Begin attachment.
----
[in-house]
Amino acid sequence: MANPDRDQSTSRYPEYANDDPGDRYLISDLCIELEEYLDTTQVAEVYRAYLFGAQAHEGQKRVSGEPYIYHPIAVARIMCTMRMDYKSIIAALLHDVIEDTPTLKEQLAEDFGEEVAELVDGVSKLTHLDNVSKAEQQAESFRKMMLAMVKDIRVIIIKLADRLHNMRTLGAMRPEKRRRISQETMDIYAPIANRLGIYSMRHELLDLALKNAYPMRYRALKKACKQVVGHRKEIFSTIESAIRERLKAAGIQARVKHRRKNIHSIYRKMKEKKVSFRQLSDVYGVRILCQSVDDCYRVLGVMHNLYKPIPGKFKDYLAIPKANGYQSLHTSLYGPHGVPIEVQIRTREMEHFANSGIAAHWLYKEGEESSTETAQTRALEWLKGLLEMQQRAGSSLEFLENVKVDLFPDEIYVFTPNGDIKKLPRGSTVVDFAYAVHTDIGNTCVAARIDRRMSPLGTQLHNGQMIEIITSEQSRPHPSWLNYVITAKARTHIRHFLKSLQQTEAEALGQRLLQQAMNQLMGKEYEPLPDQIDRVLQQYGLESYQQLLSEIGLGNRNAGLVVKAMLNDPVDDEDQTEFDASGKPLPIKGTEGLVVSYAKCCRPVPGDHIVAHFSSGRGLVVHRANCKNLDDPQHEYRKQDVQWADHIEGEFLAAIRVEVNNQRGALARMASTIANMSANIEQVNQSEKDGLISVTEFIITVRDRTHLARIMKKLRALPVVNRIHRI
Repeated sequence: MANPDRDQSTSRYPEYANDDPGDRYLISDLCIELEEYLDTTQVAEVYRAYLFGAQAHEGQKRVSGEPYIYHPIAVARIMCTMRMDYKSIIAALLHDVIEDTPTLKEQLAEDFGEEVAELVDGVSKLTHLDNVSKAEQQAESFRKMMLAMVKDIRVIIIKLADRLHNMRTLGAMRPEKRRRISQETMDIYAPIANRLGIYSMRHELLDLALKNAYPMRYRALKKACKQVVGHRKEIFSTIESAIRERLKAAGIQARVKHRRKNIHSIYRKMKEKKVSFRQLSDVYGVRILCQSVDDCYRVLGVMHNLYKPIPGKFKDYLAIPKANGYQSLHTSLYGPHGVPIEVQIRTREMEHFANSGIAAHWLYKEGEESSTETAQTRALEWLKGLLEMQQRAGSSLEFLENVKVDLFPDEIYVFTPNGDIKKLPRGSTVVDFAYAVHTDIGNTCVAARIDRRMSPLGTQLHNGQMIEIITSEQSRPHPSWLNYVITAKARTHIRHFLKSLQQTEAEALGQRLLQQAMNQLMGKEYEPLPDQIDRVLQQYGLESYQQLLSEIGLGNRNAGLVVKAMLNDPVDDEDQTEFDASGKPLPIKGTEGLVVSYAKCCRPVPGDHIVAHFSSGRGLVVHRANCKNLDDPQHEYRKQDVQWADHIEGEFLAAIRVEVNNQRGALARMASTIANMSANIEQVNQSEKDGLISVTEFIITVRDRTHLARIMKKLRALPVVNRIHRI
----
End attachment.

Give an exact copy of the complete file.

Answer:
[in-house]
Amino acid sequence: MANPDRDQSTSRYPEYANDDPGDRYLISDLCIELEEYLDTTQVAEVYRAYLFGAQAHEGQKRVSGEPYIYHPIAVARIMCTMRMDYKSIIAALLHDVIEDTPTLKEQLAEDFGEEVAELVDGVSKLTHLDNVSKAEQQAESFRKMMLAMVKDIRVIIIKLADRLHNMRTLGAMRPEKRRRISQETMDIYAPIANRLGIYSMRHELLDLALKNAYPMRYRALKKACKQVVGHRKEIFSTIESAIRERLKAAGIQARVKHRRKNIHSIYRKMKEKKVSFRQLSDVYGVRILCQSVDDCYRVLGVMHNLYKPIPGKFKDYLAIPKANGYQSLHTSLYGPHGVPIEVQIRTREMEHFANSGIAAHWLYKEGEESSTETAQTRALEWLKGLLEMQQRAGSSLEFLENVKVDLFPDEIYVFTPNGDIKKLPRGSTVVDFAYAVHTDIGNTCVAARIDRRMSPLGTQLHNGQMIEIITSEQSRPHPSWLNYVITAKARTHIRHFLKSLQQTEAEALGQRLLQQAMNQLMGKEYEPLPDQIDRVLQQYGLESYQQLLSEIGLGNRNAGLVVKAMLNDPVDDEDQTEFDASGKPLPIKGTEGLVVSYAKCCRPVPGDHIVAHFSSGRGLVVHRANCKNLDDPQHEYRKQDVQWADHIEGEFLAAIRVEVNNQRGALARMASTIANMSANIEQVNQSEKDGLISVTEFIITVRDRTHLARIMKKLRALPVVNRIHRI
Repeated sequence: MANPDRDQSTSRYPEYANDDPGDRYLISDLCIELEEYLDTTQVAEVYRAYLFGAQAHEGQKRVSGEPYIYHPIAVARIMCTMRMDYKSIIAALLHDVIEDTPTLKEQLAEDFGEEVAELVDGVSKLTHLDNVSKAEQQAESFRKMMLAMVKDIRVIIIKLADRLHNMRTLGAMRPEKRRRISQETMDIYAPIANRLGIYSMRHELLDLALKNAYPMRYRALKKACKQVVGHRKEIFSTIESAIRERLKAAGIQARVKHRRKNIHSIYRKMKEKKVSFRQLSDVYGVRILCQSVDDCYRVLGVMHNLYKPIPGKFKDYLAIPKANGYQSLHTSLYGPHGVPIEVQIRTREMEHFANSGIAAHWLYKEGEESSTETAQTRALEWLKGLLEMQQRAGSSLEFLENVKVDLFPDEIYVFTPNGDIKKLPRGSTVVDFAYAVHTDIGNTCVAARIDRRMSPLGTQLHNGQMIEIITSEQSRPHPSWLNYVITAKARTHIRHFLKSLQQTEAEALGQRLLQQAMNQLMGKEYEPLPDQIDRVLQQYGLESYQQLLSEIGLGNRNAGLVVKAMLNDPVDDEDQTEFDASGKPLPIKGTEGLVVSYAKCCRPVPGDHIVAHFSSGRGLVVHRANCKNLDDPQHEYRKQDVQWADHIEGEFLAAIRVEVNNQRGALARMASTIANMSANIEQVNQSEKDGLISVTEFIITVRDRTHLARIMKKLRALPVVNRIHRI